The bill was introduced to implement the Coalition Government's new school funding proposal. Unfortunately, at the time of this vote there was still no bills digest to explain exactly what the new proposal is, but there is a very helpful and easy to understand explanation on The Conversation by Associate Professor Misty Adoniou. As a brief summary:

  • the proposal offers more money for schools, but less than the previous Labor Government had offered;
  • every student will attract the same amount of funding but the amount of funding that the federal government will provide (as opposed to the state governments) is not equal between government and non-government schools (that is, the federal government will provide 80% of the funding for non-government schools but only 20% for government schools, with the states paying the difference);
  • those in need will get more funding, but the Government still doesn't have any proposal for how this will work or even how many students will be eligible for this, which leaves a big question mark over the whole proposal.

How are schools currently funded?

ABC News has created a handily jargon-free summary of how Australian schools are funded.

No Yes (strong) Passed by a small majority

29th May 2017, 7:17 PM – Representatives Australian Education Amendment Bill 2017 - Third Reading - Speed things along

Show detail

The majority voted on a motion to speed things along by voting on the question immediately rather than debating any further. In parliamentary jargon, they voted to "put the question". In this case, the question was whether to suspend the normal parliamentary rules so that they could decide whether to pass the bill immediately.

These sorts of motions are known as 'closure' or 'gag' motions.

What is this bill all about?

The bill was introduced to implement the Coalition Government's new school funding proposal. Unfortunately, at the time of this vote there was still no bills digest to explain exactly what the new proposal is, but there is a very helpful and easy to understand explanation on The Conversation by Associate Professor Misty Adoniou. As a brief summary:

  • the proposal offers more money for schools, but less than the previous Labor Government had offered;
  • every student will attract the same amount of funding but the amount of funding that the federal government will provide (as opposed to the state governments) is not equal between government and non-government schools (that is, the federal government will provide 80% of the funding for non-government schools but only 20% for government schools, with the states paying the difference);
  • those in need will get more funding, but the Government still doesn't have any proposal for how this will work or even how many students will be eligible for this, which leaves a big question mark over the whole proposal.

How are schools currently funded?

ABC News has created a handily jargon-free summary of how Australian schools are funded.

No Yes (strong) Passed by a small majority

22nd Mar 2017, 11:17 AM – Representatives Family Assistance Legislation Amendment (Jobs for Families Child Care Package) Bill 2016 - Second Reading - Speed things along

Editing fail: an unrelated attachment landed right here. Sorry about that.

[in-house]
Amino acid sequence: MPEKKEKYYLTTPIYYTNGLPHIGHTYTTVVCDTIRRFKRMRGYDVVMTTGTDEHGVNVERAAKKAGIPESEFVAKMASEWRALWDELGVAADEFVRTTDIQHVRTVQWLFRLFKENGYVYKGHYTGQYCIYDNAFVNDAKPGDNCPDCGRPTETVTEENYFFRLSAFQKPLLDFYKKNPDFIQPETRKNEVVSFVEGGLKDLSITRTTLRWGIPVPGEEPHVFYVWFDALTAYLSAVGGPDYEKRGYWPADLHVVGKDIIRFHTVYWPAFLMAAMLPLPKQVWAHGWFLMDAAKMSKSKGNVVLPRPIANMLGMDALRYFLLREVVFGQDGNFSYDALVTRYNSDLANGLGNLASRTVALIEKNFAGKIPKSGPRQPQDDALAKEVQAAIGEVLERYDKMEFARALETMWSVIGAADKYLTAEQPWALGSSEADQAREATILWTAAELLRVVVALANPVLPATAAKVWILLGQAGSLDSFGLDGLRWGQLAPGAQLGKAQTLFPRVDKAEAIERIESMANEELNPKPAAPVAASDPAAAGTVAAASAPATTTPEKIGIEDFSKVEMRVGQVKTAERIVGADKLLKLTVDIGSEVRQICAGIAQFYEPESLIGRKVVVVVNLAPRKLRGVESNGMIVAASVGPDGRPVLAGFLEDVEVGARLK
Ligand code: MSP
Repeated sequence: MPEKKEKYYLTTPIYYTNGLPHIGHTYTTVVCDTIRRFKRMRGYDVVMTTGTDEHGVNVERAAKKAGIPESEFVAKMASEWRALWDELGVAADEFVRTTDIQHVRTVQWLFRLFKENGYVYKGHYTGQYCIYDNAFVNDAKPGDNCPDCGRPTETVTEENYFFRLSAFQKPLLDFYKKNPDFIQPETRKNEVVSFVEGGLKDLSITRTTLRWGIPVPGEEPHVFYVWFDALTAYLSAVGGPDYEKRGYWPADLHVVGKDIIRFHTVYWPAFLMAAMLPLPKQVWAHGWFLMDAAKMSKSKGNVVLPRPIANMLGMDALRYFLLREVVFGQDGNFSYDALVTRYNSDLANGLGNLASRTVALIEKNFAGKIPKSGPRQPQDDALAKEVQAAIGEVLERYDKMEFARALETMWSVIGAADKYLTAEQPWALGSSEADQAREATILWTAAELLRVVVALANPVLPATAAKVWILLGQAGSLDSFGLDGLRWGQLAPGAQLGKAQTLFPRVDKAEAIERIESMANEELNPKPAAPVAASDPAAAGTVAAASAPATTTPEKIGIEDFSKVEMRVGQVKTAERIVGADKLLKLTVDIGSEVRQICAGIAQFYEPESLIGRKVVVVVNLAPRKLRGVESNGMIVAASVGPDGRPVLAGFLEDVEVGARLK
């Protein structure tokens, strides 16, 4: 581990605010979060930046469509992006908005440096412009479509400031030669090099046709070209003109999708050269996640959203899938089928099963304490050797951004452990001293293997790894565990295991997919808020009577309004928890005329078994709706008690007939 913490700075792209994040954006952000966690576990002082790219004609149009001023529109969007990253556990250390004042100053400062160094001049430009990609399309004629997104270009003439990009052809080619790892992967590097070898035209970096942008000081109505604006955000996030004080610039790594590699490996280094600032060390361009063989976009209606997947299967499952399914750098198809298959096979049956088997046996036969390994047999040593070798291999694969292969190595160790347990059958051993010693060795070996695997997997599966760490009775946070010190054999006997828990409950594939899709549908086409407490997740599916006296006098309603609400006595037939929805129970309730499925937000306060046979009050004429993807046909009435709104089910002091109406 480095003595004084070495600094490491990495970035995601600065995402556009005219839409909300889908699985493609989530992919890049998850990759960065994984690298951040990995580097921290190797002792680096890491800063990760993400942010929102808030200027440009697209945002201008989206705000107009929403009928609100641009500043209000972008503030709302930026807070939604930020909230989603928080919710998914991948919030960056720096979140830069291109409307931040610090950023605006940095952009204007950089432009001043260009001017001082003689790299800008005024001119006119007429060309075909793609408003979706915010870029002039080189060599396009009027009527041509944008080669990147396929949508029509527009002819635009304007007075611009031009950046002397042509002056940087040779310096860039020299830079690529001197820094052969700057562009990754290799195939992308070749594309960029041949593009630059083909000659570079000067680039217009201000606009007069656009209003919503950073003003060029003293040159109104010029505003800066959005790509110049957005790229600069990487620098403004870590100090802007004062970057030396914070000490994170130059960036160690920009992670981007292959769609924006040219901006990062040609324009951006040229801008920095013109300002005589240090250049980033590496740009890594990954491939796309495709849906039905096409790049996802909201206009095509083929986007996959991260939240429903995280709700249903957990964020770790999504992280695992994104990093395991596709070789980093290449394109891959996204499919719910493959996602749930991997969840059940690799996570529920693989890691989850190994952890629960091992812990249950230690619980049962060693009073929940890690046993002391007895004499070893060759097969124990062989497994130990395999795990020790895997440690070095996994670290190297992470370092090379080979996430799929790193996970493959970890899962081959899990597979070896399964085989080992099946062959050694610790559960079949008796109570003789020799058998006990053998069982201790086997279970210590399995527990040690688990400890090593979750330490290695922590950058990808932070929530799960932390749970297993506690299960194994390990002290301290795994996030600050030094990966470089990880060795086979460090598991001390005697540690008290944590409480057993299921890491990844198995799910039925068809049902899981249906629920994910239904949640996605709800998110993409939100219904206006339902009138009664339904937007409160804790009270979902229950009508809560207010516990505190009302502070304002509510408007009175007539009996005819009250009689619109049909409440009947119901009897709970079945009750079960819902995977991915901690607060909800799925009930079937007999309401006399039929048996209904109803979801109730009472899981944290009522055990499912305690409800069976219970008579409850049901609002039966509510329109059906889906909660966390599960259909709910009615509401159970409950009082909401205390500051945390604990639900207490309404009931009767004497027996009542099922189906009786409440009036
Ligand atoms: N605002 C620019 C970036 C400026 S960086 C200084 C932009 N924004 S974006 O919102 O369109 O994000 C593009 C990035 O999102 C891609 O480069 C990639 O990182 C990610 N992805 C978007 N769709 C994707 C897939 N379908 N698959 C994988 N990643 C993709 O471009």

Show detail

The majority voted in favour of a motion to speed things along. In parliamentary jargon, they voted to put the motion of whether to agree with the main idea of the bill immediately, which is what happened.

No Yes (strong) Passed by a small majority

22nd Mar 2017, 9:49 AM – Representatives Motions - Racial Discrimination Act 1975 - Speed things along

Show detail

The majority voted in favour of speeding things along. In other words, they voted to decide on Leader of the Opposition Bill Shorten's motion immediately rather than discussing it anymore.

Motion text

That the motion be put.

No Yes (strong) Passed by a small majority

16th Feb 2017, 12:55 PM – Representatives Native Title Amendment (Indigenous Land Use Agreements) Bill 2017 - Third Reading - Speed things along

Show detail

The majority voted in favour of having the vote on whether to pass the bill immediately. In parliamentary jargon, they voted to suspend standing orders, which would normally require a certain period of time to pass before the House can vote on whether to pass the bill.

Because of this vote, there will be no more discussion of the bill in the House, which is why votes like this are sometimes called 'gags'.

No Yes (strong) Passed by a small majority

16th Feb 2017, 9:48 AM – Representatives Motions — Native Title Amendment (Indigenous Land Use Agreements) Bill 2017 - That the motion be put

Show detail
No Yes (strong) Passed by a small majority

14th Feb 2017, 7:17 PM – Representatives Building and Construction Industry (Improving Productivity) Amendment Bill 2017 - Third Reading - Put the question

Show detail

This is a motion to 'put the question'. Members of Parliament (MPs) who vote in favour of putting the question are really voting in favour of speeding things along. In other words, they want to stop talking about a question and just vote on it already.

These types of motions are sometimes known as 'gag' motions, since they stop debate.

No Yes (strong) Passed by a small majority

1st Dec 2016, 6:51 PM – Representatives Resolutions of the Senate - Financial Services; Consideration of Senate Message - Speed things along

Show detail

The majority voted in favour of a motion to speed things along.

Motion text

That the question be now put.

No Yes (strong) Passed by a small majority